But God is at enmity with this reprobate wisdom. What did the new-born Saviour do on his part to confound the policy of Herod? He troubled him. Herod was assailed with a thousand suspicions and fears. “Nothing,” says Chrysostom, “is more capable of troubling a proud prince than a God, poor and humble.” He likewise made himself odious. Herod, to gratify his ambition, became the horror of human nature; and who is more odious than a worldling, who sacrifices every virtue to his interest and fortune? The Lord confounded his counsel. In vain did Herod massacre the infants of Bethlehem and its vicinity, while Jesus Christ escaped; and in vain does the worldly man, with all his boasted wisdom, desire happiness; he never obtains his wish.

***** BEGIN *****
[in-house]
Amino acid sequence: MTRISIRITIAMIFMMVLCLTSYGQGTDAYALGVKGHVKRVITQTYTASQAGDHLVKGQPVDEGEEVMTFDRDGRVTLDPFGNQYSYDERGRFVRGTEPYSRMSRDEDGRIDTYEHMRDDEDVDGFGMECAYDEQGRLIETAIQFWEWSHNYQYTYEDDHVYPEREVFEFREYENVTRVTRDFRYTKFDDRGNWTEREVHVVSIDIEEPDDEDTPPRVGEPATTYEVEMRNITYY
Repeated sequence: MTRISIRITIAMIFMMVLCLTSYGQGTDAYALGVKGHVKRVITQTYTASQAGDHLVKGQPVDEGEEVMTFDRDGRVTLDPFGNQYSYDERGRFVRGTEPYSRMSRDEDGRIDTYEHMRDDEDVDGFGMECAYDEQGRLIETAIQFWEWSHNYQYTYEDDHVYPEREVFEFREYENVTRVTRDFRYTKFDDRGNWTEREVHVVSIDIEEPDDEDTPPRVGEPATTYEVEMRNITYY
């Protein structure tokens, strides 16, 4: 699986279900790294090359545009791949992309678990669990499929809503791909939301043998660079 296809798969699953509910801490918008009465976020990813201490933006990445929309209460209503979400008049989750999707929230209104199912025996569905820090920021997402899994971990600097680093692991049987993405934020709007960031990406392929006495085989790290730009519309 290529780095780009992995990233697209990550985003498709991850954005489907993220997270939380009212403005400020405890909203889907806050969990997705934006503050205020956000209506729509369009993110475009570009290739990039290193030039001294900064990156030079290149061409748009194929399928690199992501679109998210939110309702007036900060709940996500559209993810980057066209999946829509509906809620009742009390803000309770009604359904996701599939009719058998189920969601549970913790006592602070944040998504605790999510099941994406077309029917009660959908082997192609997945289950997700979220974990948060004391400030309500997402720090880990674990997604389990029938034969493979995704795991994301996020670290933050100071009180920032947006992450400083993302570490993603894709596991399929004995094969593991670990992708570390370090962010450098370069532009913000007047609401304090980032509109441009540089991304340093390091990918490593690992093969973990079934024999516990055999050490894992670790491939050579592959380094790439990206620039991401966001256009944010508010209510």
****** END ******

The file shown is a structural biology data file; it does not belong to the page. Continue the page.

In defiance of himself, Herod became subservient to the designs of providence. He determined to extirpate the name of Israel’s infant king, but his measures concurred to make him the more distinguished. How often have we seen impious men do the same. But by the secret arrangement of providence, their crimes have recoiled upon their own heads. Let us then for ever renounce the wisdom of the world, which is reprobate; and let us follow the wisdom of the gospel, to seek and find out God.”
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Sutcliffe, Joseph. "Commentary on Matthew 2". Sutcliffe's Commentary on the Old and New Testaments. https://www.studylight.org/